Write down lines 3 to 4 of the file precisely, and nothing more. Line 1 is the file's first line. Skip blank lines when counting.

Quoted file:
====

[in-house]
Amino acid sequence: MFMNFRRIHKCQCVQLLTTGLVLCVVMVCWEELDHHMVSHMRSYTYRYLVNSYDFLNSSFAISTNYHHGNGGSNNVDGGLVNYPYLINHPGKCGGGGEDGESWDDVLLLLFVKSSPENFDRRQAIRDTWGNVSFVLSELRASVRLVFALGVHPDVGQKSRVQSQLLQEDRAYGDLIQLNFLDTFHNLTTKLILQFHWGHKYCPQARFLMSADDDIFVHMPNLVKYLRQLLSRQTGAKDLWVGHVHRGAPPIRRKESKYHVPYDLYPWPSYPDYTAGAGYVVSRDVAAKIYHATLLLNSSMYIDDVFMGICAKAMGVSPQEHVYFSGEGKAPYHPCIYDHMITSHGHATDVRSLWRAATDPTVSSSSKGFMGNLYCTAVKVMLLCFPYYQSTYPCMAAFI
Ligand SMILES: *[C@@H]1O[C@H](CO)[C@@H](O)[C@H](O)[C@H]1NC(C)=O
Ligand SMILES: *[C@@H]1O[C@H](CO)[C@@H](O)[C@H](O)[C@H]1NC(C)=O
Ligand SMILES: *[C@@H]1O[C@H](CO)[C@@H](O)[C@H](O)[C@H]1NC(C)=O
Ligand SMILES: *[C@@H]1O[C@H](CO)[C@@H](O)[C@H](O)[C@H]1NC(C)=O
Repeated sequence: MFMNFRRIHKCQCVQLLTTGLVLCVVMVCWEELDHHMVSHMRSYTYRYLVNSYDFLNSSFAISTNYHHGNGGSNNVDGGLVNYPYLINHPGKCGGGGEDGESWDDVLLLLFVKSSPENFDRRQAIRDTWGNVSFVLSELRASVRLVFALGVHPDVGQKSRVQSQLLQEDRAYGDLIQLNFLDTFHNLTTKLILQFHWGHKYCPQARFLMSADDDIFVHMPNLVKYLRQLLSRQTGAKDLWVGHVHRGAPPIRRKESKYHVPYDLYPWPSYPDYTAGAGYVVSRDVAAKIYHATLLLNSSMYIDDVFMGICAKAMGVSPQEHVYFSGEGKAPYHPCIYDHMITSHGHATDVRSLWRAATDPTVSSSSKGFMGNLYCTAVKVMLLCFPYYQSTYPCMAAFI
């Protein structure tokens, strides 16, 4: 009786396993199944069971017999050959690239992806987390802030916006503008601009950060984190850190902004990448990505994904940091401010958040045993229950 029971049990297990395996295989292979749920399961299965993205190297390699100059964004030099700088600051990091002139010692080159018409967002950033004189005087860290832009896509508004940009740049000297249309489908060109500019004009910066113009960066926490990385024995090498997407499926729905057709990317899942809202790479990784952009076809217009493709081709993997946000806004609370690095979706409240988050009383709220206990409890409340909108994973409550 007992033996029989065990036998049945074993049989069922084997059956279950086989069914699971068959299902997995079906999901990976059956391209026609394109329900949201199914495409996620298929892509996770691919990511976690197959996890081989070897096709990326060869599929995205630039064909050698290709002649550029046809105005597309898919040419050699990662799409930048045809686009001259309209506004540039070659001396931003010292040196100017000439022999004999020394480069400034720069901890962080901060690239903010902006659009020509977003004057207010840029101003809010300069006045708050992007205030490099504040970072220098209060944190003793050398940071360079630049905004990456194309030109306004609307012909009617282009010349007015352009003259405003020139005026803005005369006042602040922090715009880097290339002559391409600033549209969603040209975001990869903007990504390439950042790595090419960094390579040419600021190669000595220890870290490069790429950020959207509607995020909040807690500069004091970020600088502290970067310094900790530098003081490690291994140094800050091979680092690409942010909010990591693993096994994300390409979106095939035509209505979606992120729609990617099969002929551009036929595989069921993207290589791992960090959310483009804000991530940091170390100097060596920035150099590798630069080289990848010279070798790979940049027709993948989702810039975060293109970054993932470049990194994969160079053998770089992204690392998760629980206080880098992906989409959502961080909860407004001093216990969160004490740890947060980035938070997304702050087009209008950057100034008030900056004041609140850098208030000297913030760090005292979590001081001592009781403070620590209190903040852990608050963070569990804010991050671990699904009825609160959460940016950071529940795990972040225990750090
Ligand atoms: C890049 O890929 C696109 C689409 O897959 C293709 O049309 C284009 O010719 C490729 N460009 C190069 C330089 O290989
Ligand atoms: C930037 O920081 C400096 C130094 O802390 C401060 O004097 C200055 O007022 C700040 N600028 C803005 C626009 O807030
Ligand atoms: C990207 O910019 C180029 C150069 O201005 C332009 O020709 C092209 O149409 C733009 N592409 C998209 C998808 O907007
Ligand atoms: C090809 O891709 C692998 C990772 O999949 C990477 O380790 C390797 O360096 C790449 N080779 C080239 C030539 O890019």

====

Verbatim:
Ligand SMILES: *[C@@H]1O[C@H](CO)[C@@H](O)[C@H](O)[C@H]1NC(C)=O
Ligand SMILES: *[C@@H]1O[C@H](CO)[C@@H](O)[C@H](O)[C@H]1NC(C)=O